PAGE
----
None of those four said anything. They stood there like Easter Island heads. Rehan knew that though his father promised he wouldn’t take any action against the convicted, but if he confessed his guilt, he would go back on his word and scold him. Thus, he kept his tainted silence.
“Alright…I am saying this for the last time… If you are too scared to speak in front of me, then by tonight put that 2₹ back to its place. And let this be a lesson. I don’t want any such activity in the future. You all heard me? Now be on your way.” and with these words, Farukh departed for the kitchen.
Rehan was regretful that he had lied to his father. But the fear of punishment took the better of him. A chill ran down his spine from the neck. He felt like crying but controlled his tears. He attempted to go back to Rehman and ask him to return the money, promising that he’d give him the due back later. But Rehman had already bought a new kite with the money so his last chance of retrieving the money went down the drain. In his mind’s eye, Rehan pictured his Abbu’s disappointment at the moment. He had been a disgrace to him. He came back to his room and sat there thinking with both hands on his cheeks about a possible solution to the wrong he did. And just then he saw the ‘God-send’ answer on his table – a couple! Lying together and shining brightly. And a smile flittered from the shadows of his gloom into his redeemed face.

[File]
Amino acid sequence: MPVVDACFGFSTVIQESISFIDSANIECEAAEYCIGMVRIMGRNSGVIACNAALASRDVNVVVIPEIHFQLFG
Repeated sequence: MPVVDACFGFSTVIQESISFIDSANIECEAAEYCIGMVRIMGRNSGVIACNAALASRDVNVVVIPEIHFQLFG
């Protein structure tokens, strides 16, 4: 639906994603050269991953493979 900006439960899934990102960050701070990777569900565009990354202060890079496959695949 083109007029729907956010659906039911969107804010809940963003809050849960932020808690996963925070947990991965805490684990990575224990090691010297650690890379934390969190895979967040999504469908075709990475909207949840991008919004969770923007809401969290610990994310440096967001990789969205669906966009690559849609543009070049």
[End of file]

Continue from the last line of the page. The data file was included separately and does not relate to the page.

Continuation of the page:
Farukh came home late that night. Rukhsaar was still busy washing the dishes. The children were abed, tucked in with the jocund frenzy of the moon carnival. Farukh straight away went to his room. In his laborious prosaic, he had completely forgotten about the incident that happened earlier in the day. Yet he spotted a paper on his table – held in place by two Alpenliebes – and manuscripted in a childish font – “Sorry Abbu. That’s all the change I’ve left!”